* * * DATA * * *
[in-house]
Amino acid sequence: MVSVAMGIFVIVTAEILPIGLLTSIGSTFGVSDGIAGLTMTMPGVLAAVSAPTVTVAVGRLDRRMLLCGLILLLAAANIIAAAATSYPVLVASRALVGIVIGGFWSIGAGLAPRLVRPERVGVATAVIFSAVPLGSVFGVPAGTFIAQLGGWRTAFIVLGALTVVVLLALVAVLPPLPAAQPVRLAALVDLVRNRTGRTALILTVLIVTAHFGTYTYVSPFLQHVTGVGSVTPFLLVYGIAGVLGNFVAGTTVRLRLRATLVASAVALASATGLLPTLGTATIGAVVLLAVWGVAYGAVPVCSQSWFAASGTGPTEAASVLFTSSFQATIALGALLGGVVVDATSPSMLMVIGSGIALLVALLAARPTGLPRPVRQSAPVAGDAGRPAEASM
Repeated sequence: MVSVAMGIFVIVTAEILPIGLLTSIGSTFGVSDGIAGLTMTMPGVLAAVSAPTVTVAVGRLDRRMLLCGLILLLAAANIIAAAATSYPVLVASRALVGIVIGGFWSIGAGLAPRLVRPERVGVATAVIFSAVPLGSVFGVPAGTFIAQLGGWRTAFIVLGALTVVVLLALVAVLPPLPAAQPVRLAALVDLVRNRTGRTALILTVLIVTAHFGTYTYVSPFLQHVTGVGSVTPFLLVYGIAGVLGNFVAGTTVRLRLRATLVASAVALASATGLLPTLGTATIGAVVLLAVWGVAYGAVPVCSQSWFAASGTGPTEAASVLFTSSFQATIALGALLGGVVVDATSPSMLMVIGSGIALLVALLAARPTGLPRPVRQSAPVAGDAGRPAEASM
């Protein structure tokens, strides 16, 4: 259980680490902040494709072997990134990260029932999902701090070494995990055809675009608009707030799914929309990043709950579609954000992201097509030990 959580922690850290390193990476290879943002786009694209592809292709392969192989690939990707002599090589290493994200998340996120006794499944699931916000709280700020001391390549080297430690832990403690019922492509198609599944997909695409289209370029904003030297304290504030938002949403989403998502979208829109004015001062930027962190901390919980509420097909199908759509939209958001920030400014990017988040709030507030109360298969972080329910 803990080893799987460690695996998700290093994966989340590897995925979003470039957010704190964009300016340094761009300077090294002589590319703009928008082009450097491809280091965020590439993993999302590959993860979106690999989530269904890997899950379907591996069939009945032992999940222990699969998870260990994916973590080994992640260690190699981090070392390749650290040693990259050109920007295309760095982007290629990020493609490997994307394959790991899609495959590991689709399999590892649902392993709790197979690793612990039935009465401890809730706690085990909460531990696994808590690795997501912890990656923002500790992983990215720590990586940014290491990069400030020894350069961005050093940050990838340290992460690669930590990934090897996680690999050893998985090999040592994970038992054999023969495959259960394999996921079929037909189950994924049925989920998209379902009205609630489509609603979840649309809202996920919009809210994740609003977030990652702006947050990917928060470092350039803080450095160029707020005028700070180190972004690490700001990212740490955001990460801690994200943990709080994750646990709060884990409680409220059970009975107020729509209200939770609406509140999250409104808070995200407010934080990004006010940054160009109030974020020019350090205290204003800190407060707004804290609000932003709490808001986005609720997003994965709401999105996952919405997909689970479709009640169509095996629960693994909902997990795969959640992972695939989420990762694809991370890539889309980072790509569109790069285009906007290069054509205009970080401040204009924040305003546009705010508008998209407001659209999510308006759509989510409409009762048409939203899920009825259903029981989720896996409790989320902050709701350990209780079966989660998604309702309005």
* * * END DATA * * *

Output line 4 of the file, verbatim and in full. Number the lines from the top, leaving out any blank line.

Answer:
């Protein structure tokens, strides 16, 4: 259980680490902040494709072997990134990260029932999902701090070494995990055809675009608009707030799914929309990043709950579609954000992201097509030990 959580922690850290390193990476290879943002786009694209592809292709392969192989690939990707002599090589290493994200998340996120006794499944699931916000709280700020001391390549080297430690832990403690019922492509198609599944997909695409289209370029904003030297304290504030938002949403989403998502979208829109004015001062930027962190901390919980509420097909199908759509939209958001920030400014990017988040709030507030109360298969972080329910 803990080893799987460690695996998700290093994966989340590897995925979003470039957010704190964009300016340094761009300077090294002589590319703009928008082009450097491809280091965020590439993993999302590959993860979106690999989530269904890997899950379907591996069939009945032992999940222990699969998870260990994916973590080994992640260690190699981090070392390749650290040693990259050109920007295309760095982007290629990020493609490997994307394959790991899609495959590991689709399999590892649902392993709790197979690793612990039935009465401890809730706690085990909460531990696994808590690795997501912890990656923002500790992983990215720590990586940014290491990069400030020894350069961005050093940050990838340290992460690669930590990934090897996680690999050893998985090999040592994970038992054999023969495959259960394999996921079929037909189950994924049925989920998209379902009205609630489509609603979840649309809202996920919009809210994740609003977030990652702006947050990917928060470092350039803080450095160029707020005028700070180190972004690490700001990212740490955001990460801690994200943990709080994750646990709060884990409680409220059970009975107020729509209200939770609406509140999250409104808070995200407010934080990004006010940054160009109030974020020019350090205290204003800190407060707004804290609000932003709490808001986005609720997003994965709401999105996952919405997909689970479709009640169509095996629960693994909902997990795969959640992972695939989420990762694809991370890539889309980072790509569109790069285009906007290069054509205009970080401040204009924040305003546009705010508008998209407001659209999510308006759509989510409409009762048409939203899920009825259903029981989720896996409790989320902050709701350990209780079966989660998604309702309005």